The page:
The original numbers of the Tatler_ were reissued in two forms in 1710-11; one edition, in octavo, being published by subscription, while the other, in duodecimo, was for the general public. The present edition has been printed from a copy of the latter issue, which, as recorded on the title-page, was “revised and corrected by the Author”; but I have had by my side, for constant reference, a complete set of the folio sheets, containing the “Lucubrations of Isaac Bickerstaff” in the form in which they were first presented to the world. Scrupulous accuracy in the text has been aimed at, but the eccentricities of spelling—which were the printer’s, not the author’s—have not been preserved, and the punctuation has occasionally been corrected.
The first and the most valuable of the annotated editions of the Tatler was published by John Nichols and others in 1786, with notes by Dr. Percy, Bishop of Dromore, Dr. John Calder, and Dr. Pearce, Bishop of Rochester; and though these notes are often irrelevant and out of date, they contain an immense amount of information, and have been freely made use of by subsequent editors. I have endeavoured to preserve what is of value in the older editions, and to supplement it, as concisely as possible, by such further information as appeared desirable. The eighteenth-century diaries and letters published of late years have in many cases enabled me to throw light on passages which have hitherto been obscure, and sometimes useful illustrations have been found in the contemporary newspapers and periodicals.
The portraits of Steele, Addison, and Swift, the writers most associated with the Tatler, have been taken from contemporary engravings in the British Museum; and the imaginary portrait of Isaac Bickerstaff in the last volume is from a rare picture drawn by Lens in 1710 as a frontispiece to collections of the original folio numbers._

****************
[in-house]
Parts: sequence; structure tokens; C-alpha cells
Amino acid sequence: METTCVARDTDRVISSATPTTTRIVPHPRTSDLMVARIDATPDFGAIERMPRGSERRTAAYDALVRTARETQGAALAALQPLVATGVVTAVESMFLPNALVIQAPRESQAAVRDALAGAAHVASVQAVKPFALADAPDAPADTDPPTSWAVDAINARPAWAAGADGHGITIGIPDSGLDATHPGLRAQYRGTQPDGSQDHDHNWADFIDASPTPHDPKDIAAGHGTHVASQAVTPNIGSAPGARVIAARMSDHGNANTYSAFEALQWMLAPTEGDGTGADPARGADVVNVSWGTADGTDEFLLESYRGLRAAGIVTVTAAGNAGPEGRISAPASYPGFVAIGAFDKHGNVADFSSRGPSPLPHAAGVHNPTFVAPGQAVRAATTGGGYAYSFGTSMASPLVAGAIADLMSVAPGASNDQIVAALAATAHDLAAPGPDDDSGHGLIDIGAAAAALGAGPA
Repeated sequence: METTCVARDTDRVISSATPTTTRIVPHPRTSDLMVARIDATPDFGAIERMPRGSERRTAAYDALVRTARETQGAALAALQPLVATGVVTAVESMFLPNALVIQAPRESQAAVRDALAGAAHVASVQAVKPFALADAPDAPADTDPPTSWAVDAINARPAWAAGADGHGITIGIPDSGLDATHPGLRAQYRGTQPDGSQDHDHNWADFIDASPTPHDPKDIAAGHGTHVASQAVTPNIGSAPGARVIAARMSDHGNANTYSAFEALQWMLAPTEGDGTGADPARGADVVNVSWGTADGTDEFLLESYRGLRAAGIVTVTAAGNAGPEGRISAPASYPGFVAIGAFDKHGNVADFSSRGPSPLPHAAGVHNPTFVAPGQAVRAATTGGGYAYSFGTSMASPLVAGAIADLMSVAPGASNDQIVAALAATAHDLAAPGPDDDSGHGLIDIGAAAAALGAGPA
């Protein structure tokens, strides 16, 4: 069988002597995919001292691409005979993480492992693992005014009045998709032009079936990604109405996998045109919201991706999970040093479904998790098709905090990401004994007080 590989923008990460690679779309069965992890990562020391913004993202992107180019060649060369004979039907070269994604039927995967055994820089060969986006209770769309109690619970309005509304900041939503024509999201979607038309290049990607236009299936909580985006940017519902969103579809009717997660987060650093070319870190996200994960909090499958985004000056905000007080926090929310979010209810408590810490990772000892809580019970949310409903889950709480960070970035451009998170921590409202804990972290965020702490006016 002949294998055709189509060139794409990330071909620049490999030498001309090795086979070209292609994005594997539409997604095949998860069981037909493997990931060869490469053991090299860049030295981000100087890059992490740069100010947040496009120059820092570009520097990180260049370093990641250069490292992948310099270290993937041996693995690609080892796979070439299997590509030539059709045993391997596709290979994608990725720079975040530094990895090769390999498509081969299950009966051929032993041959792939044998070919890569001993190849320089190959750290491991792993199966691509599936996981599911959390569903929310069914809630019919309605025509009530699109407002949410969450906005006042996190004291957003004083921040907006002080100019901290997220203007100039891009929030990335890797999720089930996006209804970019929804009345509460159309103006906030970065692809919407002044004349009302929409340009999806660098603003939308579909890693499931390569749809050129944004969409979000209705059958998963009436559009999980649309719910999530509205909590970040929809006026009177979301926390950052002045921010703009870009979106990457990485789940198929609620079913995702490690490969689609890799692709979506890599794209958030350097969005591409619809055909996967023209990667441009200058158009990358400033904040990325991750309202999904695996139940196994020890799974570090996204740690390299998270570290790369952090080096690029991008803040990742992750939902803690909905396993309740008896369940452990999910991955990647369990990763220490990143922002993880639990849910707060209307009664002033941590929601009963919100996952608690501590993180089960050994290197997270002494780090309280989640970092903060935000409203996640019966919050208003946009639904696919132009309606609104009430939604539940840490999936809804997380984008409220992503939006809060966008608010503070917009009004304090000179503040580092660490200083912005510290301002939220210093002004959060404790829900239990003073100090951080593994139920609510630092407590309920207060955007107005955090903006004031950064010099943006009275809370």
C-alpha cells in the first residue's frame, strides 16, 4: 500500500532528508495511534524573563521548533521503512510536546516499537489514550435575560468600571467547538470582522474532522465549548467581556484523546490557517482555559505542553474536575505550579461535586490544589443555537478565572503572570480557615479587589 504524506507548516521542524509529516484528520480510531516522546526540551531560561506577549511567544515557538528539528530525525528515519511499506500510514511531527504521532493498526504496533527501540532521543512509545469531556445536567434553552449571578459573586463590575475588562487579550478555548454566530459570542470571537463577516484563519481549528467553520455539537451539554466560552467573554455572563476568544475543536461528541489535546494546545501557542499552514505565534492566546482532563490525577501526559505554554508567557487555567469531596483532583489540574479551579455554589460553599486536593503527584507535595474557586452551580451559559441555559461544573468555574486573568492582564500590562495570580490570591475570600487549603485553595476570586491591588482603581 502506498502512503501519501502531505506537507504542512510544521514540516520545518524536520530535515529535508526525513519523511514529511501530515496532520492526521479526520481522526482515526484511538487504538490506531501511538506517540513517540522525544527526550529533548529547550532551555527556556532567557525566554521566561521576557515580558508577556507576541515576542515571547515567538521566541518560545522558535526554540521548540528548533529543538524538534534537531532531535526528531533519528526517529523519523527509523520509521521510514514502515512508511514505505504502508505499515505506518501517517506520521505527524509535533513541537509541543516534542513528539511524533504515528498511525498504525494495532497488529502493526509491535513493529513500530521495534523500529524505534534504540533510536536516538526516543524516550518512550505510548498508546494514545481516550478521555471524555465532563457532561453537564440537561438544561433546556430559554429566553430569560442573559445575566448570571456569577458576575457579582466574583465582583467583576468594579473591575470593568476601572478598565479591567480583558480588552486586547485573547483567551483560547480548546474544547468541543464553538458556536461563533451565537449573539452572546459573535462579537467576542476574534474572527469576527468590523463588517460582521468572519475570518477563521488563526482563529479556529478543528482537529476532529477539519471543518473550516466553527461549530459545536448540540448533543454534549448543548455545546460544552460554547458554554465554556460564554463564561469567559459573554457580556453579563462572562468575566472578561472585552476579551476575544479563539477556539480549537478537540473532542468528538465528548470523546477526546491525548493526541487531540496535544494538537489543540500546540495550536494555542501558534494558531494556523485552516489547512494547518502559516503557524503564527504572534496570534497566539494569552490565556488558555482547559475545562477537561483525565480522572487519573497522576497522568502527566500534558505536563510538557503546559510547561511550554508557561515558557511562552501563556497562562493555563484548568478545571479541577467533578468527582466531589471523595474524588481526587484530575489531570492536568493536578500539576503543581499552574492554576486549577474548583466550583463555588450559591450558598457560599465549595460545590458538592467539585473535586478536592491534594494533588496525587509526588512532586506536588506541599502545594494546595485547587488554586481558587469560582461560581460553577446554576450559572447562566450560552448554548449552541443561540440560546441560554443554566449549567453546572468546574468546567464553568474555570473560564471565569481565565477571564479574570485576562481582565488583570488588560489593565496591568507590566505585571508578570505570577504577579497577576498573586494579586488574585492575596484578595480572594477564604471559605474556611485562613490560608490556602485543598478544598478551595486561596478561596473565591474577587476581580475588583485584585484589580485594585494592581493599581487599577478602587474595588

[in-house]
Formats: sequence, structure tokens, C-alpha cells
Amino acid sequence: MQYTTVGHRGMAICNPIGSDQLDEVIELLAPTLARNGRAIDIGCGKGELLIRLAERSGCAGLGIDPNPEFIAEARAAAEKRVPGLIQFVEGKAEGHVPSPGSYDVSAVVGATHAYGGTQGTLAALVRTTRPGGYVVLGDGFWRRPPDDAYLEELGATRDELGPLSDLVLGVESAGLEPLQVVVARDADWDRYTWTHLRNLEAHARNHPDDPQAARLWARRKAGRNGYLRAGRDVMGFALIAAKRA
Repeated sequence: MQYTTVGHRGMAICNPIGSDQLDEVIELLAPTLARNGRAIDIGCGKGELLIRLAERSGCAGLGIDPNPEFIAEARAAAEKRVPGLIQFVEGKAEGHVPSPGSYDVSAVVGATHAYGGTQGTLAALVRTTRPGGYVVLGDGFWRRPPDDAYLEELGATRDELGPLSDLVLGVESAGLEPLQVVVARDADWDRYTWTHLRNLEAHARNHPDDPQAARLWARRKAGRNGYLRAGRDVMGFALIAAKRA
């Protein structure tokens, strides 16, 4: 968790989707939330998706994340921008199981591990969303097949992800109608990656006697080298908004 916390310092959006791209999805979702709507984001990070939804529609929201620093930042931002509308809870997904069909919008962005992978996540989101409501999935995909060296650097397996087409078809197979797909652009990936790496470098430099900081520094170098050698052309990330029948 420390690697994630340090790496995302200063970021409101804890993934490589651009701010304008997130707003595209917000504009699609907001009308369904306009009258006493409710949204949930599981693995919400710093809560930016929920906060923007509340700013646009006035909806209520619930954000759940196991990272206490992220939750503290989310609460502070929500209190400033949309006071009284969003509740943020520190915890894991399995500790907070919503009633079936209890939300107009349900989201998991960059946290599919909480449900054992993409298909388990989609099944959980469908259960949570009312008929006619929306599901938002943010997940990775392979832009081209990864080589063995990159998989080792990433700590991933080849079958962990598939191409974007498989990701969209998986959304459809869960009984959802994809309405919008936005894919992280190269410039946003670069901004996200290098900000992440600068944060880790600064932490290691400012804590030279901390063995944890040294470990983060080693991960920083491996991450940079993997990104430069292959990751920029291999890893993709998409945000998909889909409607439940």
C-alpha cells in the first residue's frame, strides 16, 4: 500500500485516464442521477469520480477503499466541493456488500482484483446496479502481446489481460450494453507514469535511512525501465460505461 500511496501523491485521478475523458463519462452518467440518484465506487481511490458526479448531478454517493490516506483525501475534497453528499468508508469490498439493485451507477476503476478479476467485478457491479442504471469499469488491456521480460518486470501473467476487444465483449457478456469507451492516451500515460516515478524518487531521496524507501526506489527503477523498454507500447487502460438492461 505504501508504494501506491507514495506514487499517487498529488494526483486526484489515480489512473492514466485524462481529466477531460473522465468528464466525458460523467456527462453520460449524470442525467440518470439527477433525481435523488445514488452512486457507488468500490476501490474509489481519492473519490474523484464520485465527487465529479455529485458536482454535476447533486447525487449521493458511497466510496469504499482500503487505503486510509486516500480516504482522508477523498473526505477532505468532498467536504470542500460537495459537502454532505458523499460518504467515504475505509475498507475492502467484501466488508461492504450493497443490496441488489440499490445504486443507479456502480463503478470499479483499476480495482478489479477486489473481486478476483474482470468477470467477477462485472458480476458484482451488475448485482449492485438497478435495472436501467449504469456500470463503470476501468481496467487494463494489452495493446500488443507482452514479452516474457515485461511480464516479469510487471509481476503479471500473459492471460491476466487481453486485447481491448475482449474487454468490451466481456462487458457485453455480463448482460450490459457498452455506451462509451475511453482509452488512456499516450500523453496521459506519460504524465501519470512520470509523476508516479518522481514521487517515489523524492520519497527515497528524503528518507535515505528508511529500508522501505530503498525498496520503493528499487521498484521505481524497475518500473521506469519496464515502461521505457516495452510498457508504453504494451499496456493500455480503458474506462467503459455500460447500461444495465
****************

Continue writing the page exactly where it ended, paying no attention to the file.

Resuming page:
G. A. A.
When the first number of the Tatler appeared in 1709, Steele and Addison were about thirty-seven years of age, while Swift, then still counted among the Whigs, was more than four years their senior. Addison and Steele had been friends at the Charterhouse School and at Oxford, and though they had during the following years had varying experiences, their friendship had in no way lessened. Addison had been a fellow of his college, had gained the patronage of Charles Montague and Lord Somers, had made the grand tour, and published an account of his travels; had gained popularity by his poem “The Campaign,” written in celebration of the victory at Blenheim; had been made an Under-Secretary of State, and finally (in December 1708) had been appointed secretary to Lord Wharton, the Lord Lieutenant of Ireland. Steele, on the other hand, had enlisted in the Guards,